Lebanon Prison Blues
Photoblog by Haytham al-Moussawi (Roumieh Prison), Marwan Bu Haidar (Juvenile Detention Center), and Marwan Tahtah (Baabda Women’s Prison)
Women accused of killing their husbands, runaway domestic workers, children denied education, and countless others jailed without trial: State neglect in penitentiaries sees prisoners finding small ways to turn punishment cells into more humane reformatories. Playing cards, holiday decorations, and friendships formed offer the justly and unjustly caged reminders of the outside world.
In overcrowded prisons, numerous are being held arbitrarily without trial for excessive periods, while migrant workers, asylum seekers, and refugees remain incarcerated until well after their set release dates.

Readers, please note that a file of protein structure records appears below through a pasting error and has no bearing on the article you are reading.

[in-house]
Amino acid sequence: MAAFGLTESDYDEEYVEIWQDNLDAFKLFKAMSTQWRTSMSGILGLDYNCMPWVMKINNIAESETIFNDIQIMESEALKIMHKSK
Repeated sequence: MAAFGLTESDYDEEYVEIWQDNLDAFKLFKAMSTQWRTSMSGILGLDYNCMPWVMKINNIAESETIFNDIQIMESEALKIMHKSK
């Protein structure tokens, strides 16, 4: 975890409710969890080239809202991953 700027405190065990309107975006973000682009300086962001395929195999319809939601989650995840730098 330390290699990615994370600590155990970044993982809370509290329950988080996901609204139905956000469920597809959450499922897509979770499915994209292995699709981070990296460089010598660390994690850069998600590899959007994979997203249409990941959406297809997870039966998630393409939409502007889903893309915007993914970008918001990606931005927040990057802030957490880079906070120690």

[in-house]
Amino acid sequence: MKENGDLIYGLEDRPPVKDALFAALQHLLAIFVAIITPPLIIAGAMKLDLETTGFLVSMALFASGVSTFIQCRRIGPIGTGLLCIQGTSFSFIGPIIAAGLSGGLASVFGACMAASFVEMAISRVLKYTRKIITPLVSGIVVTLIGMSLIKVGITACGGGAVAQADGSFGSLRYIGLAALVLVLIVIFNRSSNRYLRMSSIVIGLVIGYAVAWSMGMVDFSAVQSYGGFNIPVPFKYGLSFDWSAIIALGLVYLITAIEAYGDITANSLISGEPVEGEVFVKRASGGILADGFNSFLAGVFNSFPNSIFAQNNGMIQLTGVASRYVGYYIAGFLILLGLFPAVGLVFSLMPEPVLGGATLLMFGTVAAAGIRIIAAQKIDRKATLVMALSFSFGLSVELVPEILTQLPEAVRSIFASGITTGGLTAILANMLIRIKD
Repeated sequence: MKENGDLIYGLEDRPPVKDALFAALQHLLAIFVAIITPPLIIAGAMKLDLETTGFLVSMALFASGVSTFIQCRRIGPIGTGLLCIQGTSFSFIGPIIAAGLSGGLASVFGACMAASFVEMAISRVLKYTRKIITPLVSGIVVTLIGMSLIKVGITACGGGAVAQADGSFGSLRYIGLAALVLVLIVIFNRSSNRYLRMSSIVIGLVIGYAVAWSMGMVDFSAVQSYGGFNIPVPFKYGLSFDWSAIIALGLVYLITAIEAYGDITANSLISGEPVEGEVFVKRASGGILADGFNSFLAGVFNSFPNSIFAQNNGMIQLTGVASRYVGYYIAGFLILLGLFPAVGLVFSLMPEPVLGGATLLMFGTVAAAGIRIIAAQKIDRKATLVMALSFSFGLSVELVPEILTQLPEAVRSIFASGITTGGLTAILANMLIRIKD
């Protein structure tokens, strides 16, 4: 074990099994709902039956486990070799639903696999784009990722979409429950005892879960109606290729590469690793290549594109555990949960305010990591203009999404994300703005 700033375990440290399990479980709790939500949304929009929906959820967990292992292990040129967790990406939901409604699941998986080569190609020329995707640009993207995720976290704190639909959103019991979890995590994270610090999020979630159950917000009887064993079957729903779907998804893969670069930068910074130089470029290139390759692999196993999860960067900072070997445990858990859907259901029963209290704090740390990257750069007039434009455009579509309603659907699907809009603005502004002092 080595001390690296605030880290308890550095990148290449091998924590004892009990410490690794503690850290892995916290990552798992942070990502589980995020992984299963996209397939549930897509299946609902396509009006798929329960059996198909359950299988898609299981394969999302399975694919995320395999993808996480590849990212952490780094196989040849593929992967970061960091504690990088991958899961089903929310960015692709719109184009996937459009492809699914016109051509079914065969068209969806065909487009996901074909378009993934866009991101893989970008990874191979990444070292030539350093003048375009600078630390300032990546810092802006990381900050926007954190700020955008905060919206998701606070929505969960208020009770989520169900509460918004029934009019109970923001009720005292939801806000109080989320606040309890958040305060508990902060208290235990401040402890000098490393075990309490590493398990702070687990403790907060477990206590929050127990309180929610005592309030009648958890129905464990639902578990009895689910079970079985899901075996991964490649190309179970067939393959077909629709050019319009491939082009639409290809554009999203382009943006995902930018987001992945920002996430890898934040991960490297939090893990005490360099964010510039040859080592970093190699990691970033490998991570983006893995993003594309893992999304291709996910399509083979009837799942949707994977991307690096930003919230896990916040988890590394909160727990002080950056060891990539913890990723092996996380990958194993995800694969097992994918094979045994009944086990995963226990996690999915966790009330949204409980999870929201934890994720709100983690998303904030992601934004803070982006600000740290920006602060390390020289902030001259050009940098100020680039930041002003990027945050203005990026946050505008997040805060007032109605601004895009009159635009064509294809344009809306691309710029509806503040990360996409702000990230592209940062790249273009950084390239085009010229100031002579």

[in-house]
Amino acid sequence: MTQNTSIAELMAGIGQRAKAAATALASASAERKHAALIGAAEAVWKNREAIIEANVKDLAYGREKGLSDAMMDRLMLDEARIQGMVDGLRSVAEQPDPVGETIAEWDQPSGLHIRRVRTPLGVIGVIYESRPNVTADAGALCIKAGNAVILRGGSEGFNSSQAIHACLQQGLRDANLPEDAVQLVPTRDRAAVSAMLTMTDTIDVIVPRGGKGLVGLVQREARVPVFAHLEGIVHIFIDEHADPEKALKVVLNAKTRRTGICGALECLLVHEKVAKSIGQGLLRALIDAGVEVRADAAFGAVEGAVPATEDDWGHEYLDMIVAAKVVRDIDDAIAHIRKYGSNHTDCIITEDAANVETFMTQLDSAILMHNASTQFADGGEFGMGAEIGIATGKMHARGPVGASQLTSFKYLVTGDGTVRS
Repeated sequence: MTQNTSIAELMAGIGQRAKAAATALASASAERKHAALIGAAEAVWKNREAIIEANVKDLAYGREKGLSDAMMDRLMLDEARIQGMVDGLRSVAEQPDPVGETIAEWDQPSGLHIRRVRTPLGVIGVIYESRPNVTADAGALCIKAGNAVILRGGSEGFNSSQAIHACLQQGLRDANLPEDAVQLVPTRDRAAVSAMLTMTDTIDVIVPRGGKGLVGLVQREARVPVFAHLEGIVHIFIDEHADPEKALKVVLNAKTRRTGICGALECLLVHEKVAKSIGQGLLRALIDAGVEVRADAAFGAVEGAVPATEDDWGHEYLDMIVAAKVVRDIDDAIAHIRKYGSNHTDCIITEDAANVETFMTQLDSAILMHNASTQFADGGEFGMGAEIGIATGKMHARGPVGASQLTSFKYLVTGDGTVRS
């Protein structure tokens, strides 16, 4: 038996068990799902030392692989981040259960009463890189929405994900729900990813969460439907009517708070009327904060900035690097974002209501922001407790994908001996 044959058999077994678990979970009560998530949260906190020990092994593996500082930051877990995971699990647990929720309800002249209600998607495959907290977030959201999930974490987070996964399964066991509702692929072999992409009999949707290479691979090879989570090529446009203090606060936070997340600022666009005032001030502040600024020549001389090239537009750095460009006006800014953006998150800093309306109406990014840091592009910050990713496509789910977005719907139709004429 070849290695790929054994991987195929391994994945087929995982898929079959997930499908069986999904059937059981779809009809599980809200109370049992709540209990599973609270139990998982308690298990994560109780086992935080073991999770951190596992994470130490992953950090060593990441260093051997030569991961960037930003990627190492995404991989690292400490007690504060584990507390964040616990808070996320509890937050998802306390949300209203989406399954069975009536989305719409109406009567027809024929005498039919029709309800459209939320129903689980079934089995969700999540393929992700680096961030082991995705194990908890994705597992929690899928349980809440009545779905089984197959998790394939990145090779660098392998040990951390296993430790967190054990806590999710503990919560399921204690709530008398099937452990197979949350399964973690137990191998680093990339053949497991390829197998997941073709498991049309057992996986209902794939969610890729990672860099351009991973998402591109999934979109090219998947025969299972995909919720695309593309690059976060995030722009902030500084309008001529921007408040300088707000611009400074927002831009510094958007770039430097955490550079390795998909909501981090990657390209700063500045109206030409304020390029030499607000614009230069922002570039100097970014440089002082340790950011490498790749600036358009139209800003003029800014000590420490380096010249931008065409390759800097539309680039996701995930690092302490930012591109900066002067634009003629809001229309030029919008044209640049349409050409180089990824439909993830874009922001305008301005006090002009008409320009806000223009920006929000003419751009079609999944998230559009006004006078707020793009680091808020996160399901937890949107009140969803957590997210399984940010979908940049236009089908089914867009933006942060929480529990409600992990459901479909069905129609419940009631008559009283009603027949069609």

Convicted and unconvicted inmates are left to share cells with murderers and marijuana-smokers.
According to the 2008 Lebanese Center for Human Rights report, 66 percent of those imprisoned in Lebanon had not yet been convicted and 13 percent were being held beyond their sentence.
When trials are staged in corrupt courts with paid judges and inadequate checks on trial procedures, incrimination is subjective. Criminals become criminals because crimes are attached to their names, sometimes rightly so, but consistency and credibility are lacking with unevenly imposed 'justice.'
To make matters worse, the state does little to secure a life free from excessive hardship after prisoners are released, inviting repeat offenses from those they purportedly aimed to reform.